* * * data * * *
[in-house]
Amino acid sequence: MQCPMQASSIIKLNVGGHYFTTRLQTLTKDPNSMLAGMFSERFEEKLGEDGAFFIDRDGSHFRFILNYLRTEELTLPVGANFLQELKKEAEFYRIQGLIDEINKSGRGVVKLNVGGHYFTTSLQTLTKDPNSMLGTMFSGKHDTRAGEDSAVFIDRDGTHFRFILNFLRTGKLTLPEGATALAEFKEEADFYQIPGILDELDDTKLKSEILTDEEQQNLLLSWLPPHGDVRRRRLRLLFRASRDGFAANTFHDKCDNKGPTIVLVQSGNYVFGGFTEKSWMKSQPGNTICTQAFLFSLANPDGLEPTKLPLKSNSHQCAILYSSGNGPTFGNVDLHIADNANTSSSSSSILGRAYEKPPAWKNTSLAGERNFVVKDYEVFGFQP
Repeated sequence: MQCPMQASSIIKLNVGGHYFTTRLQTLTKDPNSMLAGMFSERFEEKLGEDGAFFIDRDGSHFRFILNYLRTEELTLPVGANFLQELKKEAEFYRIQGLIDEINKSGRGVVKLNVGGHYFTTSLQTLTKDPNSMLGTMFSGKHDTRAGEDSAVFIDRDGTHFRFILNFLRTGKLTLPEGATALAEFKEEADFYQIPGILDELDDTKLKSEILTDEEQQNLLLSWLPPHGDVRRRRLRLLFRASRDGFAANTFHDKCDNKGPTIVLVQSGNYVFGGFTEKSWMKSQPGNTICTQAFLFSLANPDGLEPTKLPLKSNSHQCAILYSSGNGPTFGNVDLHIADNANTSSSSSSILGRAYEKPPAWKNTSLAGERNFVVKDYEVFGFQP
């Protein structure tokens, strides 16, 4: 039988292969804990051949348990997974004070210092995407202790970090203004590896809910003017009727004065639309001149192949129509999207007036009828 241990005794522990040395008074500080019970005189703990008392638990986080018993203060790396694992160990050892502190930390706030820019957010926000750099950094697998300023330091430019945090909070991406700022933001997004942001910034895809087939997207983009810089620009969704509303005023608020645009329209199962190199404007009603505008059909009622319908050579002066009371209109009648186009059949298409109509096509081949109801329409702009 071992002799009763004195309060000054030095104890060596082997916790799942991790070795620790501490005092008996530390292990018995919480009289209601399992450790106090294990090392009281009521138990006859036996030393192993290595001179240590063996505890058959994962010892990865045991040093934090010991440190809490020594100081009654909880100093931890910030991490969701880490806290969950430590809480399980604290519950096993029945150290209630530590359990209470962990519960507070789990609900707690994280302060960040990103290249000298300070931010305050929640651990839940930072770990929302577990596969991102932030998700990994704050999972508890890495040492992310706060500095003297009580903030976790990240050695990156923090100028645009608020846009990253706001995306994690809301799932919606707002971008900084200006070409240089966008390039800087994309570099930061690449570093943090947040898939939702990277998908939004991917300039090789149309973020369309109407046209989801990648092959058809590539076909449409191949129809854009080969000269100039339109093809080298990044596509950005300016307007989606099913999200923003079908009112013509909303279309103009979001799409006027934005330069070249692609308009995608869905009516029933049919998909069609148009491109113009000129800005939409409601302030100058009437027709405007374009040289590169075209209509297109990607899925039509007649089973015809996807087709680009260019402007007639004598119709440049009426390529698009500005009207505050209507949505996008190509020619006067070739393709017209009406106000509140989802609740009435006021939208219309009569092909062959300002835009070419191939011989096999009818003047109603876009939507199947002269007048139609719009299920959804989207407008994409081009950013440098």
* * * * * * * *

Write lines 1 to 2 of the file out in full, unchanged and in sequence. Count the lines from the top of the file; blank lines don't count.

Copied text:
[in-house]
Amino acid sequence: MQCPMQASSIIKLNVGGHYFTTRLQTLTKDPNSMLAGMFSERFEEKLGEDGAFFIDRDGSHFRFILNYLRTEELTLPVGANFLQELKKEAEFYRIQGLIDEINKSGRGVVKLNVGGHYFTTSLQTLTKDPNSMLGTMFSGKHDTRAGEDSAVFIDRDGTHFRFILNFLRTGKLTLPEGATALAEFKEEADFYQIPGILDELDDTKLKSEILTDEEQQNLLLSWLPPHGDVRRRRLRLLFRASRDGFAANTFHDKCDNKGPTIVLVQSGNYVFGGFTEKSWMKSQPGNTICTQAFLFSLANPDGLEPTKLPLKSNSHQCAILYSSGNGPTFGNVDLHIADNANTSSSSSSILGRAYEKPPAWKNTSLAGERNFVVKDYEVFGFQP